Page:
How to Avoid a Feature Factory Mindset And Become a Successful PM
‘Feature factory’ is not exactly a positive term, especially if you’re aspiring to be a product-led SaaS product management team.
This article explores what the ‘feature factory’ mindset is and what the signs you might be working in such a company are. We also look at what product managers can do to avoid falling into the trap.
Ready to dive in? Let’s get to it.
- Feature factories are companies that measure their success by how many features they release and how quickly.
- John Cutler first used the term to describe such companies because their software development processes resemble factory assembly lines.
- The signs of the feature factory mindset are prioritization of outputs over outcomes, excessive focus on KPIs, and not validating customer requests.
- Feature factories often build parity products that don’t bring any unique value to the users. They can achieve a competitive advantage only by cutting prices.
- To be able to complete on price, they compromise on QA which leads to buggy and badly implemented functionality and poor UX.
- To avoid falling into this trap, feature development should be driven by product vision.
- North Star metrics help teams make product decisions that are aligned with company values and goals.
- Continuous product discovery enables teams to stay on top of changing user needs and identify solutions that are in line with organizational goals.
- Tracking product usage data is an objective way to validate customer requests and gain a better understanding of their behavior and needs.
- Data can help us identify which features deliver the most value. We can then focus on their incremental innovation to add even more value.
- Iterative testing and customer discovery allow teams to validate ideas and evaluate solutions before investing any money into their development.
- Beta testing the feature before its release helps teams identify the bugs in a controlled way. It increases the chances of a strong entry on the launch day.
- As our focus is on delivering value to customers, we should prioritize customer satisfaction metrics like the NPS or CSAT to guide our decisions.
- Sunsetting features at the right time prevent product bloat and allow teams to allocate resources to more valuable initiatives.
- Book the demo to see how Userpilot can help you develop functionality in your product that drives value!
What is a feature factory?
‘Feature factory’ is a pejorative term referring to an organization whose main focus is on shipping features and products without ensuring they satisfy genuine user needs.
Where does the term feature factory come from?
The metaphor ‘feature factory’ was coined by John Cutler.
It was inspired by his software developer friend venting off his frustrations with the processes at his company.
He compared it to an assembly line whose sole objective was to churn out copious amounts of code without caring about product innovation or solving user problems.
Signs you’re falling into the feature factory trap
What are the warning signs your organization might be falling into the feature factory trap?
Feature factories focus on quantitative outputs vs qualitative outcomes
The first indication might be excessive focus on delivering quantitative outputs over qualitative outcomes.
In many software companies, the product development process is organized around delivering as many features as possible. Measuring a team’s performance in such a way means they stop caring about improving users’ lives.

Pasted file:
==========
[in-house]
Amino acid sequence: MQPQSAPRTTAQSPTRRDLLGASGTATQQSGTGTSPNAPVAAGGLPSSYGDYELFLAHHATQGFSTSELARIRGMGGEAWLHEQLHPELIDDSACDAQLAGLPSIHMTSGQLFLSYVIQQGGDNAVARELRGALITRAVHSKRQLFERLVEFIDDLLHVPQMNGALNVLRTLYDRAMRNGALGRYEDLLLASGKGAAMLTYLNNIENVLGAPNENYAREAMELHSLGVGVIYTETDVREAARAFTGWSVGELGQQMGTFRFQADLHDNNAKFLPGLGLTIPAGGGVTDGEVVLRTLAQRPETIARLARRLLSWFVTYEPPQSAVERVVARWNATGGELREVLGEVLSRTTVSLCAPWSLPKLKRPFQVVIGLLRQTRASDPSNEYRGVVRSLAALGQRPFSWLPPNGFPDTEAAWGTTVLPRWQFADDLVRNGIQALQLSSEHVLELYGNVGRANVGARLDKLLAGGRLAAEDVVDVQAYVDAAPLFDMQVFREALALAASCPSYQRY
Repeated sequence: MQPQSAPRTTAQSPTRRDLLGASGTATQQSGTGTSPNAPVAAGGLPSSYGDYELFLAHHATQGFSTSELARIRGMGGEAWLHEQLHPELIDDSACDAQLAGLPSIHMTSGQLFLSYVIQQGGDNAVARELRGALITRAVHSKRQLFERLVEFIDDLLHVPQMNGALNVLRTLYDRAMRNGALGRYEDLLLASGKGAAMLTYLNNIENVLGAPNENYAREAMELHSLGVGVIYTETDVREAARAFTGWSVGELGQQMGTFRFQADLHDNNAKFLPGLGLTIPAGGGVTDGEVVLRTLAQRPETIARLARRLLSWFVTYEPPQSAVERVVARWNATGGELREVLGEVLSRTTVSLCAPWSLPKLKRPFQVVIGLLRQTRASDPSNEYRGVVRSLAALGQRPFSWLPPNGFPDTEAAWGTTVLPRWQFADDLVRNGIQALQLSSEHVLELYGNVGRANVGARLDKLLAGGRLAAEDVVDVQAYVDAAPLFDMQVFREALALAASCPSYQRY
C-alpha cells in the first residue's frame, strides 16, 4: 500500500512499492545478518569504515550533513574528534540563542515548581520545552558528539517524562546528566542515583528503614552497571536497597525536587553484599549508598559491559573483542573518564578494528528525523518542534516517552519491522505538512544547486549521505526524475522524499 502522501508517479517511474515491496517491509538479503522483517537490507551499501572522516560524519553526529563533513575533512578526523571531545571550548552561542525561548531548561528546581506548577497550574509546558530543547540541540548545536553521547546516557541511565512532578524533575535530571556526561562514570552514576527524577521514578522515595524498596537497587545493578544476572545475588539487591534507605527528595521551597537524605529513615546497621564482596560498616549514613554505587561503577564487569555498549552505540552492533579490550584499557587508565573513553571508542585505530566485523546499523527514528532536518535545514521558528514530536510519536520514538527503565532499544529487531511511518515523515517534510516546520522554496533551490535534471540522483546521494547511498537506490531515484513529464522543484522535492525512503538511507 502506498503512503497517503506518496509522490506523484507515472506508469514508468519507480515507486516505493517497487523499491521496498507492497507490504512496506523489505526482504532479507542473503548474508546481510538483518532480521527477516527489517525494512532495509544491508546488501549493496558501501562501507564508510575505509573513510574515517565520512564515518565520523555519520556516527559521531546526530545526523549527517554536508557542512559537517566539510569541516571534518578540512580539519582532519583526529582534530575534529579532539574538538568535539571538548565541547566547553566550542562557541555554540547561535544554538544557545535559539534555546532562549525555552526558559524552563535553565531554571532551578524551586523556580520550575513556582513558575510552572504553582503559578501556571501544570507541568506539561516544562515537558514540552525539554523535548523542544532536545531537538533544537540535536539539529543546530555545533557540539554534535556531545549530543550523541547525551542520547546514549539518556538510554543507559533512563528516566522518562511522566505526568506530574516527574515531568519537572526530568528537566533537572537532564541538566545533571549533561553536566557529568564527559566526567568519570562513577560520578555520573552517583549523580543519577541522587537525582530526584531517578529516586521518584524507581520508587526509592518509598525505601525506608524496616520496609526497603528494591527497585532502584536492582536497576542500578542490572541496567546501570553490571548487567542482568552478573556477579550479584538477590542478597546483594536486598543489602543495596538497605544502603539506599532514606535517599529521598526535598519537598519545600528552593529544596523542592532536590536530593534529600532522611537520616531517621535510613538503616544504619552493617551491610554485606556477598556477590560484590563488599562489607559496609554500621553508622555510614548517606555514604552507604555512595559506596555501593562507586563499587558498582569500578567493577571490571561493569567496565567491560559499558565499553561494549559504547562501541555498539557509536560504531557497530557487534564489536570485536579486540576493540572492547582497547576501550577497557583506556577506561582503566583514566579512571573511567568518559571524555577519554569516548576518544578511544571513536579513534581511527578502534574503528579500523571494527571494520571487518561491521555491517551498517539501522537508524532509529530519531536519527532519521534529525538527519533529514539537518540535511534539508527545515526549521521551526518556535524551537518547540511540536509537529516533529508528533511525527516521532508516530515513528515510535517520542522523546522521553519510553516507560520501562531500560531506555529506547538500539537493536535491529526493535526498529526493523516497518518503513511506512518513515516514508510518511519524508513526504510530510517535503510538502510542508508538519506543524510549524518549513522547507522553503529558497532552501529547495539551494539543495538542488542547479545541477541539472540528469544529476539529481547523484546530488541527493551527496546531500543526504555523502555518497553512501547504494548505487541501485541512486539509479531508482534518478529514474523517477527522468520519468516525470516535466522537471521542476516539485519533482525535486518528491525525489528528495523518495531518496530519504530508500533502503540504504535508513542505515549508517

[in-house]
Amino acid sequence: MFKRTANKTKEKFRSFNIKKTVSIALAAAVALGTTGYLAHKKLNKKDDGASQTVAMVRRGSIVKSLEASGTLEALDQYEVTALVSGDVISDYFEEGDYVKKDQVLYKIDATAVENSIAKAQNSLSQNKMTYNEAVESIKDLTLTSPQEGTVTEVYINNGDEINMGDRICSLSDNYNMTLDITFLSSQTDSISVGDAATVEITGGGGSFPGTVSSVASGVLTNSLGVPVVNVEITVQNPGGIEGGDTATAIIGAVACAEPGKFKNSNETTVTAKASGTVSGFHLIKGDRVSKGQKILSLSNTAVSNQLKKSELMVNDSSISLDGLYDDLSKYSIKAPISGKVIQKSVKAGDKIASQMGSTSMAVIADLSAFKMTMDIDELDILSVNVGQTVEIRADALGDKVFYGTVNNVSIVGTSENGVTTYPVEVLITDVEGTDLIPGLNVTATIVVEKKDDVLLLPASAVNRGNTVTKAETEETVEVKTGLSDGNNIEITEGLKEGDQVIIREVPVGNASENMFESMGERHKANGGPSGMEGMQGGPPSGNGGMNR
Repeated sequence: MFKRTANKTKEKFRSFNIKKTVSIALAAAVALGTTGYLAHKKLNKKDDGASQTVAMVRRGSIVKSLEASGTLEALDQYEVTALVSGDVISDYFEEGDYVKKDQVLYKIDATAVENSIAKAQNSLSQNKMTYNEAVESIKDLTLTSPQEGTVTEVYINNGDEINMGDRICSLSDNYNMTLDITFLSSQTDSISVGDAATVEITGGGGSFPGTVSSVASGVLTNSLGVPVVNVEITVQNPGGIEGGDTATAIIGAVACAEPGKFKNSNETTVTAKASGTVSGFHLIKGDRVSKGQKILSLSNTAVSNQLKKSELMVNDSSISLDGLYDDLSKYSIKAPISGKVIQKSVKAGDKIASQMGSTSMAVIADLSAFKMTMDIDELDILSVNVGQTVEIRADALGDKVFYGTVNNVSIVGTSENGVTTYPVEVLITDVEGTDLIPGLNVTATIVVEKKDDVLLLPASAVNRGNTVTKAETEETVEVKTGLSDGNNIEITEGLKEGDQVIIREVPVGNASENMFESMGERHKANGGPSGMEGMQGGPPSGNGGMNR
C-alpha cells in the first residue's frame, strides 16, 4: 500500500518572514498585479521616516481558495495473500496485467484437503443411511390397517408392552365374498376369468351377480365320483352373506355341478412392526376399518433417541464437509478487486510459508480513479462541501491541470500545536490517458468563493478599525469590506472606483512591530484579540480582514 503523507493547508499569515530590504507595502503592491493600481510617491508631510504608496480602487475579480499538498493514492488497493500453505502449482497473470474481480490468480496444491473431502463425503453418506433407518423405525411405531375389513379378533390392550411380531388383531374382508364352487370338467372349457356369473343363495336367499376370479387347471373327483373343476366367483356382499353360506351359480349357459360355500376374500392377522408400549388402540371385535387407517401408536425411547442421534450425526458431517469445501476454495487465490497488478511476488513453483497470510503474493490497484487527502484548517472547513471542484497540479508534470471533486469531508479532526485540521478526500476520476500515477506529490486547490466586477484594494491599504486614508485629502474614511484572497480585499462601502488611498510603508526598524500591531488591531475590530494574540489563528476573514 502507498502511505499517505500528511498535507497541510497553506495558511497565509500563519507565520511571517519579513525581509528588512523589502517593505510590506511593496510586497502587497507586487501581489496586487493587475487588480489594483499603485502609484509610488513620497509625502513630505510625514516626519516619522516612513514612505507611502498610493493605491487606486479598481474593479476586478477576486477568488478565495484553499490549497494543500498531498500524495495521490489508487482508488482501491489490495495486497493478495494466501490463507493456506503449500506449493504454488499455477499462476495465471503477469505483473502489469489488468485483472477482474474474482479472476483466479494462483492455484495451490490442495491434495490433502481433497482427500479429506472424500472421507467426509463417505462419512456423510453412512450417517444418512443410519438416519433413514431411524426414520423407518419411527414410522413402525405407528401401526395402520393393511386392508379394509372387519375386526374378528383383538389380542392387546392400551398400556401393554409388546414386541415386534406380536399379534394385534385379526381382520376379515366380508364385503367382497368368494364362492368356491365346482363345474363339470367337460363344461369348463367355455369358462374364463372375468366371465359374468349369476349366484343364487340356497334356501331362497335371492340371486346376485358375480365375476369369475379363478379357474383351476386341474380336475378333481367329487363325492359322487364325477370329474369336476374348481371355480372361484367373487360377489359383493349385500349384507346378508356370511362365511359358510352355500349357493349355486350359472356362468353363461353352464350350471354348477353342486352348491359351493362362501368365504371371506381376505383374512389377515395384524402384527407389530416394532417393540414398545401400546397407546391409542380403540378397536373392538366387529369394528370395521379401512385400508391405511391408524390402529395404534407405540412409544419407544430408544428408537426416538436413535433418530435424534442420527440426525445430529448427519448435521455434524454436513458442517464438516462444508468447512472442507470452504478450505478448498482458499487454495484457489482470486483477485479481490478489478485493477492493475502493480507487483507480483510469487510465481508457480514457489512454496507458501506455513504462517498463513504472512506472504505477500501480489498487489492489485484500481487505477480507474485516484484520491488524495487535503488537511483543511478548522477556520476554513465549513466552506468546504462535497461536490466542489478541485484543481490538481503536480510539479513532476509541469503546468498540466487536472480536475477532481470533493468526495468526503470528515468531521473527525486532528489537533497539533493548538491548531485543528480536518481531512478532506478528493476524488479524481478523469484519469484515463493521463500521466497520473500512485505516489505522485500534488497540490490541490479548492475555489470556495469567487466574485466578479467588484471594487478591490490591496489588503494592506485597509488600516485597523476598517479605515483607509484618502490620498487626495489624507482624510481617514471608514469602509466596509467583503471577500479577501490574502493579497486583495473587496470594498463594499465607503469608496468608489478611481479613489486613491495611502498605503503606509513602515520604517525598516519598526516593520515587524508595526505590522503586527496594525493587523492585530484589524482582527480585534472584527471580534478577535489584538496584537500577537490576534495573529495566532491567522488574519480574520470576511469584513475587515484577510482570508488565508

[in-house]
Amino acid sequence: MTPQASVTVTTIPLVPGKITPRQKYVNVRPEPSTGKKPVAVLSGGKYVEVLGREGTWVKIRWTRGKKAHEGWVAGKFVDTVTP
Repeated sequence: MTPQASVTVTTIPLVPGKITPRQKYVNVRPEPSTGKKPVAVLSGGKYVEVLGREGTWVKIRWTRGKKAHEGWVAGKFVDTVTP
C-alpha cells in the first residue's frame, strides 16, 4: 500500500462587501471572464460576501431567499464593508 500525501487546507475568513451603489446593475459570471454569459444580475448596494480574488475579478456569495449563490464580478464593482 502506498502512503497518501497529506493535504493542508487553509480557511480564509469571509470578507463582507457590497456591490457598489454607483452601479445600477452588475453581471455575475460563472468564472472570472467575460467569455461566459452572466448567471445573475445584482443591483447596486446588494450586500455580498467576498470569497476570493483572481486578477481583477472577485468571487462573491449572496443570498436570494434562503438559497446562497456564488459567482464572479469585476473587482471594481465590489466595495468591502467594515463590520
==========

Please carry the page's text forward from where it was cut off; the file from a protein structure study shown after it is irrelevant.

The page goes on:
Obsessing over key performance indicators vs value delivery
Feature factories share another characteristic: they pay too little attention to delivering value and too much attention to their chosen key performance indicator.
Obsessing over KPIs has the same psychological foundation as feature obsession.
Not validating and prioritizing customer requests
There is a misconception that it’s necessary to give customers whatever they wish to keep them satisfied.
Doing so without understanding what user pain points the feature solves or without validating whether there’s actually enough demand for the requested functionality is a recipe for disaster.
How a feature factory mindset hurts products
Allowing your SaaS to fall into the trap will usually come back to bite you. If not immediately, then definitely in the long run.
Minimum overall value delivery capabilities
To satisfy user needs, we first need to analyze them and then iterate extensively to find the right solutions.
This takes time that many feature factories are unwilling to invest because it slows down the shipping.
However, this is a very short-sighted strategy.
Product parity trap and no product differentiation
It’s easy to build features but it’s equally easy for your competitors to copy them.
Whether you copy your competitors’ features or they copy yours, the result is the same: a parity product that doesn’t stand out from similar offerings on the market.
And if all products are the same, price becomes the only differentiator. This is a war that’s very hard to win because even if you manage to undercut your competitors, the damage to your revenue can make it unsustainable.
Poorly implemented features are the main outcome of feature factories
Another consequence of the feature factory mindset is badly implemented and buggy products with lots of UX debt.
Rushing to meet the deadline, sometimes agreed upon arbitrarily by the sales team, doesn’t leave enough time for quality assurance.
This is particularly difficult if there are a number of features developed in parallel and stretching the organization’s resources.
Product bloat and UI/UX friction
Building too many features leads to product bloat.